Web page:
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Asylum seekers allege unwritten ICE policy in lawsuit

Florida residents may be aware that several of President Donald Trump's more controversial immigration policies have been challenged in the courts. The latest such lawsuit was filed in Washington, D.C., on May 30 by the Southern Poverty Law Center and the American Civil Liberties Union on behalf of 12 asylum seekers who have been denied bail. The plaintiffs allege that U.S. Immigration and Customs Enforcement has an unwritten policy of denying parole whenever possible to deter what it sees as widespread abuses of the asylum system.

The plaintiffs, who are from Central America, Cameroon and Cuba are being held at ICE detention facilities in Tennessee, Louisiana, Arkansas, Mississippi and Alabama. Individuals seeking asylum in the United States are not eligible for bail, but an official ICE policy introduced in 2009 allows them to be released on parole for humanitarian reasons. However, the granting of parole is becoming increasingly uncommon. In 2016, the New Orleans Field Office granted parole 76% of the time. In 2018, it was granted in only 2 of 130 asylum cases.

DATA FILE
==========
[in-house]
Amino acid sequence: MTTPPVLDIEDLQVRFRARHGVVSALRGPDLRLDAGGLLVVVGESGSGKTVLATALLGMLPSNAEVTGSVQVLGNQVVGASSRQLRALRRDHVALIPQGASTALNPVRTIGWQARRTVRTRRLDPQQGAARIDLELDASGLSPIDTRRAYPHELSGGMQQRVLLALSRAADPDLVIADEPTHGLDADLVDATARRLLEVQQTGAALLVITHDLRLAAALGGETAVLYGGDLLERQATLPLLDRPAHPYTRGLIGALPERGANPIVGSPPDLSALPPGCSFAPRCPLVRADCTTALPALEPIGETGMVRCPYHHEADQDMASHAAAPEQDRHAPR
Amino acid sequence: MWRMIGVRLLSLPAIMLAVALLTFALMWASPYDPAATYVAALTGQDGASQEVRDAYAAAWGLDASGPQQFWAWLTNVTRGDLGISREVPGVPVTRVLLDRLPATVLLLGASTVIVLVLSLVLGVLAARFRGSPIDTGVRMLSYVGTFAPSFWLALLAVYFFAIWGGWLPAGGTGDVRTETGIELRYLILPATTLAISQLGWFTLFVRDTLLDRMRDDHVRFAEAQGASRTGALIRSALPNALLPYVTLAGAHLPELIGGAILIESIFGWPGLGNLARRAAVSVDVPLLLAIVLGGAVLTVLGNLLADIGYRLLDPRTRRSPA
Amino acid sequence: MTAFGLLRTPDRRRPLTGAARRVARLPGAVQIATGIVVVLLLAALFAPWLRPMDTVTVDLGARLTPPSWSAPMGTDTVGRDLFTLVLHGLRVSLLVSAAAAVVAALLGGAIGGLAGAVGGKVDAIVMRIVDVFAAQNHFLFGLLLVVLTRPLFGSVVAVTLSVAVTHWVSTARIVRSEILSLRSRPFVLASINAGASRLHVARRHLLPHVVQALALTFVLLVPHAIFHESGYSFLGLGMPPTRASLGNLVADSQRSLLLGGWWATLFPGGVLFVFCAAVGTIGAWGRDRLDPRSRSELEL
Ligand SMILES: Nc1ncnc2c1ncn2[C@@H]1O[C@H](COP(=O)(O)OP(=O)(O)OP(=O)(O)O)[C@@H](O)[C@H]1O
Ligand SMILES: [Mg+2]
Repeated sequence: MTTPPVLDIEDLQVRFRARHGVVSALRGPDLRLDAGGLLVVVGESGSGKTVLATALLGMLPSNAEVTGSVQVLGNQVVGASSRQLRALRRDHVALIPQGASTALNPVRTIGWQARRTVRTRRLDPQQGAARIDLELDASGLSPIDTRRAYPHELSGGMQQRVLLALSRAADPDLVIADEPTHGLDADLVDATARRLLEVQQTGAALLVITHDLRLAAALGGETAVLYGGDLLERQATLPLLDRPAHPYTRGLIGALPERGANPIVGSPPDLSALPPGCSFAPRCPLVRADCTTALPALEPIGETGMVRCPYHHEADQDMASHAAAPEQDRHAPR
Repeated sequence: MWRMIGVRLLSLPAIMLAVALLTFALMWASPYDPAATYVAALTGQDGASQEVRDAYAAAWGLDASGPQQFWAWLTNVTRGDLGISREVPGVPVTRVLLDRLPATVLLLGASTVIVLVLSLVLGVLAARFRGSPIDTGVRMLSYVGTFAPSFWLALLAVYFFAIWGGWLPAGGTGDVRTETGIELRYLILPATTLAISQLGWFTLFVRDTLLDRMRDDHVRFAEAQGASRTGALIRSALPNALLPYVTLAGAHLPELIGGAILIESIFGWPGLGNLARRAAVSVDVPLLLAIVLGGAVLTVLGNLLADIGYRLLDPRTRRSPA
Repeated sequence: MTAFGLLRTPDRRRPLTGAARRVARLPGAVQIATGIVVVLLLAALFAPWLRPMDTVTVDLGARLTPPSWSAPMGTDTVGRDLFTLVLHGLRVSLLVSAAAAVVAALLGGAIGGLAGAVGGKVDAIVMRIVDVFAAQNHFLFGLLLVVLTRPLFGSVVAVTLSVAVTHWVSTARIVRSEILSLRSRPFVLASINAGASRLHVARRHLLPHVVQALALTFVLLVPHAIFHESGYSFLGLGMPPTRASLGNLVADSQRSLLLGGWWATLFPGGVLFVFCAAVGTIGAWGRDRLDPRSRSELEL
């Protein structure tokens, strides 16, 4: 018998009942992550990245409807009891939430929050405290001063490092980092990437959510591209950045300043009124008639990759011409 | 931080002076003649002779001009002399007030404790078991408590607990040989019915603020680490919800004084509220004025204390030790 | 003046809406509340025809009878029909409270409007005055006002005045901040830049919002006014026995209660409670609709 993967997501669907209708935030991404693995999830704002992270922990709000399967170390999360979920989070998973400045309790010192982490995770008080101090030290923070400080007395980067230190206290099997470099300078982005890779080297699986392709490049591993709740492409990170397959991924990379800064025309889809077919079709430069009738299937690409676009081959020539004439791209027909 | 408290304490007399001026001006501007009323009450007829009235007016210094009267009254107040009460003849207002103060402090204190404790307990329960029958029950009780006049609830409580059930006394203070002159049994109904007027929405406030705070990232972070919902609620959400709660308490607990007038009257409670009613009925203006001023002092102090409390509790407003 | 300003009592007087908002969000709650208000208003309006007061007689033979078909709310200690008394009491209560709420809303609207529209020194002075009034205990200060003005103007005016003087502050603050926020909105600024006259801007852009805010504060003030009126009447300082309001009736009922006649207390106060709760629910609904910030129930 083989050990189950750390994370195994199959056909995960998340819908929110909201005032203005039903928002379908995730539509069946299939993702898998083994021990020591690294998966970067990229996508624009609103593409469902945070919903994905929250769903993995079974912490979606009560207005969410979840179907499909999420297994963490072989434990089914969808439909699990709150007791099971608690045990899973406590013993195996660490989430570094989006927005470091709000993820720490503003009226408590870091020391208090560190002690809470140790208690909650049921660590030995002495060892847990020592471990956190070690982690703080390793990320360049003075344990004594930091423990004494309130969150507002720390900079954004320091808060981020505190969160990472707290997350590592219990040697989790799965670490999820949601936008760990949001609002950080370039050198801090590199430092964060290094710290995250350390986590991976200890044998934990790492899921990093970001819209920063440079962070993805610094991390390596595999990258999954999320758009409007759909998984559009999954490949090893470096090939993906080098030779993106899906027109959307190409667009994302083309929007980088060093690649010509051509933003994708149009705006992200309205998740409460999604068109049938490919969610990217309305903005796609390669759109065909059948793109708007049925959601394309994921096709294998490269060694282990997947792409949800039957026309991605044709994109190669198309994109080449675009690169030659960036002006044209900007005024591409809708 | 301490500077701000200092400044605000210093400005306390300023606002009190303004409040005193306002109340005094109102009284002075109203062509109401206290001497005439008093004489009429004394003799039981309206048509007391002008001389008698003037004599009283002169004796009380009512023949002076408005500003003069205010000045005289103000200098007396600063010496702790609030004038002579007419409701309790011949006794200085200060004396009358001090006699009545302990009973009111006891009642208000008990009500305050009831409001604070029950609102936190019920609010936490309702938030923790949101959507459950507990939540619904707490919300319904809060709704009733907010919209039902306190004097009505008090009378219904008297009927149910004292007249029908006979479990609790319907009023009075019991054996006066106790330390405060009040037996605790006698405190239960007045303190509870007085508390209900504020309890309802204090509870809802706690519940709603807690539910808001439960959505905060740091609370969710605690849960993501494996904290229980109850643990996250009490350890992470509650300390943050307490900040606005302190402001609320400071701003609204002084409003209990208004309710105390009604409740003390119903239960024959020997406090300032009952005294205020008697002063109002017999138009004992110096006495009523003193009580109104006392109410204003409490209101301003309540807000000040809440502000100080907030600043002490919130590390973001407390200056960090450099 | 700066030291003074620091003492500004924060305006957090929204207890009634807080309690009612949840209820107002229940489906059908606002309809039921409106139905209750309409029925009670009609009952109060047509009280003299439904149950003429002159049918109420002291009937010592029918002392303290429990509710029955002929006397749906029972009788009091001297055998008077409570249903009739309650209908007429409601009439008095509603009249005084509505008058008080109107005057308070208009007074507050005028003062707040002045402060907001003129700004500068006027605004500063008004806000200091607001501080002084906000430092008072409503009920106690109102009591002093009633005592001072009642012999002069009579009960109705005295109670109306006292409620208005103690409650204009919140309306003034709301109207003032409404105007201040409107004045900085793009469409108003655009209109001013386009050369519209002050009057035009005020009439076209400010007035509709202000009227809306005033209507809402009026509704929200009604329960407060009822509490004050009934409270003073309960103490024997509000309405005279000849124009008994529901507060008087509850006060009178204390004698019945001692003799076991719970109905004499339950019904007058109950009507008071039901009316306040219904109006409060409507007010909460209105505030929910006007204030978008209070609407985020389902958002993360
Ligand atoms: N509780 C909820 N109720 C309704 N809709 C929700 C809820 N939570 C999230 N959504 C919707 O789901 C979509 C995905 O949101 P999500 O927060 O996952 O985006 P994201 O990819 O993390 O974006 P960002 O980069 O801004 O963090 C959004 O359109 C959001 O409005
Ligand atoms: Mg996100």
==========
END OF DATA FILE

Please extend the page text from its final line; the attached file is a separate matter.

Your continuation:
President Trump has vowed to end what he refers to as the 'catch and release" approach to asylum seekers. He says that thousands of migrants take advantage of the system each month by crossing the Mexican border illegally and filing unfounded asylum claims. When granted parole, they are released into the community for months or years as they wait for an asylum hearing.

The asylum process is very difficult, and only those who can convince immigration judges that they have a genuine and credible fear of persecution based on their race, political views, religion or national origin are likely to be successful. Attorneys with experience in this area may help asylum seekers to gather evidence to support their credible fear claims. Attorneys might also explain other paths open to those hoping to settle in the United States.

Source: Reuters, More asylum seekers sue Trump administration over prolonged U.S. detention, Mica Rosenberg, May 30, 2019

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